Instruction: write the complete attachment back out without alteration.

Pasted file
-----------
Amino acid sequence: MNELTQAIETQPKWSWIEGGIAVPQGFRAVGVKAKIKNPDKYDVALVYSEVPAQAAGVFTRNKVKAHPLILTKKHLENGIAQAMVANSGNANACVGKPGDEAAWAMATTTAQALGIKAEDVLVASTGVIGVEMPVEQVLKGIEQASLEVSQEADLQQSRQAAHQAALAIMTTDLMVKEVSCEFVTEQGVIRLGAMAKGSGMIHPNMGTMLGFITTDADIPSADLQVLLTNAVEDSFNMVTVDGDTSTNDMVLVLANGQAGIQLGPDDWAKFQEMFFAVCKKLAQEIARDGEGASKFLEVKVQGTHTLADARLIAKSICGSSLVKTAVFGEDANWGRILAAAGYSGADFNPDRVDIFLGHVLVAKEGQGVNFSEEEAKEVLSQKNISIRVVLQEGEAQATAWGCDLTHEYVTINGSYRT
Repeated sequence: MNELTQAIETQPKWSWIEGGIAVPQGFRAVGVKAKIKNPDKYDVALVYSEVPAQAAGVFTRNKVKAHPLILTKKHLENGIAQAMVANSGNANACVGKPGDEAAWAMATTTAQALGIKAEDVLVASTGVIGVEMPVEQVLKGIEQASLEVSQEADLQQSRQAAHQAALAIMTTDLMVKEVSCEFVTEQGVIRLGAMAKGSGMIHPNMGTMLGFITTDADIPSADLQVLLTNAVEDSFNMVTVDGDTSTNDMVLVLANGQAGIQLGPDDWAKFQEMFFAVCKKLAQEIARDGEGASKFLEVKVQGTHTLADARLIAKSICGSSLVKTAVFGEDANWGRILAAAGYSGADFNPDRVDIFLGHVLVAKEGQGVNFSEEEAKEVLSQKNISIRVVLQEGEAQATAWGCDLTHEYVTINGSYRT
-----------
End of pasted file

Amino acid sequence: MNELTQAIETQPKWSWIEGGIAVPQGFRAVGVKAKIKNPDKYDVALVYSEVPAQAAGVFTRNKVKAHPLILTKKHLENGIAQAMVANSGNANACVGKPGDEAAWAMATTTAQALGIKAEDVLVASTGVIGVEMPVEQVLKGIEQASLEVSQEADLQQSRQAAHQAALAIMTTDLMVKEVSCEFVTEQGVIRLGAMAKGSGMIHPNMGTMLGFITTDADIPSADLQVLLTNAVEDSFNMVTVDGDTSTNDMVLVLANGQAGIQLGPDDWAKFQEMFFAVCKKLAQEIARDGEGASKFLEVKVQGTHTLADARLIAKSICGSSLVKTAVFGEDANWGRILAAAGYSGADFNPDRVDIFLGHVLVAKEGQGVNFSEEEAKEVLSQKNISIRVVLQEGEAQATAWGCDLTHEYVTINGSYRT
Repeated sequence: MNELTQAIETQPKWSWIEGGIAVPQGFRAVGVKAKIKNPDKYDVALVYSEVPAQAAGVFTRNKVKAHPLILTKKHLENGIAQAMVANSGNANACVGKPGDEAAWAMATTTAQALGIKAEDVLVASTGVIGVEMPVEQVLKGIEQASLEVSQEADLQQSRQAAHQAALAIMTTDLMVKEVSCEFVTEQGVIRLGAMAKGSGMIHPNMGTMLGFITTDADIPSADLQVLLTNAVEDSFNMVTVDGDTSTNDMVLVLANGQAGIQLGPDDWAKFQEMFFAVCKKLAQEIARDGEGASKFLEVKVQGTHTLADARLIAKSICGSSLVKTAVFGEDANWGRILAAAGYSGADFNPDRVDIFLGHVLVAKEGQGVNFSEEEAKEVLSQKNISIRVVLQEGEAQATAWGCDLTHEYVTINGSYRT